Student Voice


April 21, 2024




Television defines U.S.

October 25, 2007

The clerk asked “Where are you from?”  “The States,” I replied sheepishly.

“Ah-maaay-reeka! The Superpower.”

That brief and instant statement came at me forcefully. Coming from the country that calls itself “Number One,” I never realized exactly how much the United States dominates the rest of the world.

“Do you support Bush?” is the first thing I’m asked when I refer to my home country. The people that I don’t lie to about being Canadian I fear will immediately hate me. Such is never the case, but they don’t hesitate to pull me into an unintentional guilt trip for my president’s actions.

Most of the perceptions of the States have proved to be embarrassingly true. We are the fat and ignorant.

As I attempt to defend myself as a United States citizen, they continue to impress me by informing me that Minnesota is a blue state. Honestly I admit that I would not be able to even name their president from whatever country they’re from.

The surprises keep coming as I find the rest of the world knows more about my country’s politics than I do. A German is telling me who to vote for in 2008 if I want the U.S. dollar to do better.

This learning experience continues to be broadened, for even The New York Times couldn’t tell me how the French citizens actually feel about their new ruler. I am actually excited to see what the newspapers will say about the country in the next few years.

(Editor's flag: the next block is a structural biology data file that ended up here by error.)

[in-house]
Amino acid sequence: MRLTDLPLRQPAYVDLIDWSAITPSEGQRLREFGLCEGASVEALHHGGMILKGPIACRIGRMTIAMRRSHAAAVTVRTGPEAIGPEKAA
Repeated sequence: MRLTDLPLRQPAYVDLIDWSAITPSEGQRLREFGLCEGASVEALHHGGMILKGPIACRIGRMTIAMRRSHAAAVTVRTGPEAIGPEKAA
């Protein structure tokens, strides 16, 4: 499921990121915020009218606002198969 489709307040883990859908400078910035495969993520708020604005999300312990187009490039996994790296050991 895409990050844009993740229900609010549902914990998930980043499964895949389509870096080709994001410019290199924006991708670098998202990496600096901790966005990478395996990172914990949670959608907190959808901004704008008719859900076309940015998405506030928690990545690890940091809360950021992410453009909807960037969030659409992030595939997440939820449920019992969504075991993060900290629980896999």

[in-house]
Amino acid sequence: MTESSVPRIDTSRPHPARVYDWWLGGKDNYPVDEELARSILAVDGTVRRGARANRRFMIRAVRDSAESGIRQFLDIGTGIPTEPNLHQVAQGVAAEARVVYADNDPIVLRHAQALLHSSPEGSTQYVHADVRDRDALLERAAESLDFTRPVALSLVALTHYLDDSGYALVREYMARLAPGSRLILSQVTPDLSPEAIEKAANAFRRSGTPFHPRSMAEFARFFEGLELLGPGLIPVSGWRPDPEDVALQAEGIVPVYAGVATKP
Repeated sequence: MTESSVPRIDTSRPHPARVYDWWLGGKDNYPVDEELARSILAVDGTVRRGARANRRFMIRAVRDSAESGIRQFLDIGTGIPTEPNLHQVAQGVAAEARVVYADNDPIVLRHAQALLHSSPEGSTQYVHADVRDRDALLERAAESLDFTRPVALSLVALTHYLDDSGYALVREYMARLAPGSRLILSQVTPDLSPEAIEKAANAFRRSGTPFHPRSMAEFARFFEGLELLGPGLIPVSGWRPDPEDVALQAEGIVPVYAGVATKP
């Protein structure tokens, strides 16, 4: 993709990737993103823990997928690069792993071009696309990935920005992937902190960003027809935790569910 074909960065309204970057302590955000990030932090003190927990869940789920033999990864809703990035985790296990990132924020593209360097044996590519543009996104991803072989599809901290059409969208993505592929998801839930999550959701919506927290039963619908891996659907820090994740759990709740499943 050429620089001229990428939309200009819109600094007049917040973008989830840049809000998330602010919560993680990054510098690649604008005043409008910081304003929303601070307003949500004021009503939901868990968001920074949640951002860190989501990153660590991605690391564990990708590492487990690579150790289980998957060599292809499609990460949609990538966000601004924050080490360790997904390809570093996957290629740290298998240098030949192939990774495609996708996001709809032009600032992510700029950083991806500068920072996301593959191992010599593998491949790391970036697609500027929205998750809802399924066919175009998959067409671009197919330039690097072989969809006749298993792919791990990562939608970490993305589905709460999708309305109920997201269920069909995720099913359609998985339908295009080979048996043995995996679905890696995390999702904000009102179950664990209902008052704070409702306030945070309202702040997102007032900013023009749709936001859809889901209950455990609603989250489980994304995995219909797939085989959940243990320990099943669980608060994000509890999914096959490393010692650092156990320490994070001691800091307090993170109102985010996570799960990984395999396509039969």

During my down time in lounges of hostels, we flip through the channels. There’s the occasional British game show and BBC news, but generally majority rules to American television. “Scrubs,” “The Simpsons,” “House;” all of your favourite shows are theirs too, even if they don’t understand what is going on.

Music and movies have the same American power. Shouldn’t their English be better if they can sing the chorus to “Hey There Delilah?”

There are many things I do, say and own that cause jaws to drop. Making American style pancakes for some hostellers, they laughed at the stack of fluffy flapjacks on a platter and said, “Just like in the movies!”

Whether the things they see on the American moving picture becomes part of their culture or not, it is still known. Even worse, it makes me feel like my own culture is purely Hollywood and constructed for Fantasy Land.

To hear someone say that I am from “America” is strange. The name rings throughout their accent of “a place where dreams come true!” They might know quite a bit about the country’s politics and what our pancakes look like but they should probably get the name correct.

What right does the United States of America have over the rest of North America or Central America and South America for that matter?

I desperately want to take the American dreamers to the heartland. They will find the majority of Bush-scorners, the sensible that don’t consume McDonald’s and just as many punk-posers in Minneapolis as there are in London.

-Teresa is a journalism major and a geography minor. She is enrolled in the Semester Abroad: Europe program and has done research on the River Thames in London. She is currently backpacking independently across Europe.

Teresa Aviles is a student at UW-River Falls.